Fail number 2 was that there was something up with the shipping options. I chose my state, that was easy enough, but then, when I used the “delivery” dropdown, it gave me 3 listings for “unverified.” Wth. I ended up going back to the homepage and re-navigating to my cart, and it had pre-populated the free shipping option for my order over $50.

I know I said that this page being clean and simple was great, but a little bit more going on is fine, especially if it is going to make it more user-friendly.

Further into the checkout process, I had issues changing my billing address. It took a minute for me to realize that this was because the checkbox for “my billing address is the same as my shipping address” was below the address fields and I had not scrolled down far enough to see it. I was unable to edit the billing address until I had unchecked the box. This needs to be moved to above the address fields.

Here is my order confirmation. The order confirmation screen was short, so I expected more information in the email. Yet again, I run into the issue of a company not giving me any indication of what their order processing time is, how long I should expect to wait before receiving the tracking information. This is basic stuff people! Even a biggish window of a few days is better than nothing, and I know from experience that many customers think that all companies are running like Amazon and shipping orders within hours. I know this is not the case for many online retailers, and we need to keep everyone’s expectations managed properly.

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I joined Gilt as soon as I heard about it. It was early in the flash sales game, and offered a lot of high-end brands, which was attractive.

Admittedly, I mostly do not read their emails anymore. My dollars to be spent online go further at some of their competitors. However, I received this email recently and had to share, because it is such a nice way to invite me to come back and start shopping with them again.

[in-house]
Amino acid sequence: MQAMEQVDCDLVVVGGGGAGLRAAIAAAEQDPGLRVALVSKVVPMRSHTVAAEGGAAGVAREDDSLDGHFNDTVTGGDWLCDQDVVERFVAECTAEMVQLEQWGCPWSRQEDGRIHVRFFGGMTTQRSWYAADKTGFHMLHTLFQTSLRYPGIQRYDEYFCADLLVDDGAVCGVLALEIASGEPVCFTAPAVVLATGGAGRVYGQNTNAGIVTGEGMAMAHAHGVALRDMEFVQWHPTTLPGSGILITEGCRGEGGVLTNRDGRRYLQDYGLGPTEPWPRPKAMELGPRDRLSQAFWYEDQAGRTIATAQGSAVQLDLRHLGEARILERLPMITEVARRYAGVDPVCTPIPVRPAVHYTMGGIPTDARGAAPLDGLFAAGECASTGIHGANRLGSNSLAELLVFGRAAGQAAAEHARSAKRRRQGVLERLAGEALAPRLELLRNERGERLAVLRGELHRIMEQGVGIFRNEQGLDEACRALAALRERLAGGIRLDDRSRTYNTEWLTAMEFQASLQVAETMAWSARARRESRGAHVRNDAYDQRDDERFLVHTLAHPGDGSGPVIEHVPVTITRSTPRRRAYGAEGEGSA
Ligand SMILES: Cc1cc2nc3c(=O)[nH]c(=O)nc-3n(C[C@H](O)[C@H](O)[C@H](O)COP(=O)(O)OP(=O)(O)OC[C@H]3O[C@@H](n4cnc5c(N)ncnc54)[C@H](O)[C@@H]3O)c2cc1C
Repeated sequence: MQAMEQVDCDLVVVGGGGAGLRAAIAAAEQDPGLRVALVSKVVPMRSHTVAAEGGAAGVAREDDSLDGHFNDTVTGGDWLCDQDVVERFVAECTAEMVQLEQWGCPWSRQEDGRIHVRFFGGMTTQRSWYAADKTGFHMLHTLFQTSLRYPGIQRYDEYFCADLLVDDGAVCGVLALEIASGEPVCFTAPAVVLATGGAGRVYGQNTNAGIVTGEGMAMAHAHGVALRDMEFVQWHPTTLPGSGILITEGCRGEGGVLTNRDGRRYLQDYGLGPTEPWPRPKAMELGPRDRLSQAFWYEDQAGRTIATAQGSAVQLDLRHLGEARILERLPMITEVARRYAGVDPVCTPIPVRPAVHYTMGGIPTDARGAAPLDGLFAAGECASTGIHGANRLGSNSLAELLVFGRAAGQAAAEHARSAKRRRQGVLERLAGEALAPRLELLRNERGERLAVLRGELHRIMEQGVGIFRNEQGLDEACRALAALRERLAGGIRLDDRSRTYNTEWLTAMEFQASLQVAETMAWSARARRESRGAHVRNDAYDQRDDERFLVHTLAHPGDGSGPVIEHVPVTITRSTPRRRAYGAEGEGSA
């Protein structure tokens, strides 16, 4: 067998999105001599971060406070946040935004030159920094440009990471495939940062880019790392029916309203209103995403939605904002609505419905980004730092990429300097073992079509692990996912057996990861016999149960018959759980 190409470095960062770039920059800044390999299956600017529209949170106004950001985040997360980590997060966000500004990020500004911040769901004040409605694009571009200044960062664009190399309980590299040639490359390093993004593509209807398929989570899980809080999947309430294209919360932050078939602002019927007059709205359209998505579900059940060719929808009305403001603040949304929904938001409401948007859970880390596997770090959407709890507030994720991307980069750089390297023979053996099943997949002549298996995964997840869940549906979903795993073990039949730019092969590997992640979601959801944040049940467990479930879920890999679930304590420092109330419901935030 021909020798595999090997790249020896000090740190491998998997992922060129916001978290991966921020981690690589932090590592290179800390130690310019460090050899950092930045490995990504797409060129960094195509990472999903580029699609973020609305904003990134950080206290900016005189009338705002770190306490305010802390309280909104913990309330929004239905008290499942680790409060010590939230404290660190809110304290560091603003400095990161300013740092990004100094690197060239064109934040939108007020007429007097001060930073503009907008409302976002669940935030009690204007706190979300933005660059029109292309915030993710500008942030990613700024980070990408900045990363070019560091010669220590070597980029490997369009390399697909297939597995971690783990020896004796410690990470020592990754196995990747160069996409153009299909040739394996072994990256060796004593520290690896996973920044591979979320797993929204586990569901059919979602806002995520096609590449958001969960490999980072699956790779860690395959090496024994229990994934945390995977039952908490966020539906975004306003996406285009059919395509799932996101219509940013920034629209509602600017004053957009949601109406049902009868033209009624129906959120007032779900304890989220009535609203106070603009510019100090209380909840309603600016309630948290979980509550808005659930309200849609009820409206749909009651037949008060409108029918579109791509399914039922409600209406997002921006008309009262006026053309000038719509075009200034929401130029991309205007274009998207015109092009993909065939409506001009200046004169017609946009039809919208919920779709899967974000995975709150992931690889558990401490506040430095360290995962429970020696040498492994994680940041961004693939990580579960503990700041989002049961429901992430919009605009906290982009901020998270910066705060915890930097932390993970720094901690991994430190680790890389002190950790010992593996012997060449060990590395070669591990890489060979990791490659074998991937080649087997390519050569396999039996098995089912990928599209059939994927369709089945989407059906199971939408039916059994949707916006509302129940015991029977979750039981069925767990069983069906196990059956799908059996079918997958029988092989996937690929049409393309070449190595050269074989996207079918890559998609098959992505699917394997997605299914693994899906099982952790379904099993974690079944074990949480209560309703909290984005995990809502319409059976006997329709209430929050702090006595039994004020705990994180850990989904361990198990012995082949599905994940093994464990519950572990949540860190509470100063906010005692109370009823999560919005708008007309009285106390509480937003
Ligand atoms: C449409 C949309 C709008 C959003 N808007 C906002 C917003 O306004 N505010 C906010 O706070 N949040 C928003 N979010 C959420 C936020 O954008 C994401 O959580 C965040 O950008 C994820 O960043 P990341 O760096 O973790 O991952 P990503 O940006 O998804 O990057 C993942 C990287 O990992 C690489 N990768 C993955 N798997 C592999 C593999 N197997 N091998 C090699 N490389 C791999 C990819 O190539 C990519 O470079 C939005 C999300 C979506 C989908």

The image of this email is quite big for the best viewing experience. See you at the bottom!

Lovely, right? Let’s break it down.


  • Throwback to the Tarina Tarantino ring! I still have it.
  • Recognition of my apparently early joiner status
  • Coupon code


  • Coupon code is limited, which irritates me for a private offer. This is a personalized email, and I assume it is created as a template and is launched out to customers at certain intervals. Why limit the discount to $50? I would prefer that the discount be placed on a single item and given no limit than randomly limited to “you can only have 20% off if you are spending $250 or less.”
  • After telling me about the great brands I have “missed” – why not name a few? This email is supposed to make me want to come back for more.
  • I’d love to see something about hot deals you missed. A while back, I saw Prada shoes on another flash site, marked down to $69. I almost wept on the spot when they weren’t in my size, and I have told other people to sign up for this other site, citing this insane deal. The nature of this email is such that I think touting the greatness of the site can show real value and create excitement for the customer.

Overall, great idea – and I’m interested in the clickthrough rate and purchase rate with that coupon code. As with anything, I do think it could be improved, but the basic premise is a great move from the Gilt team.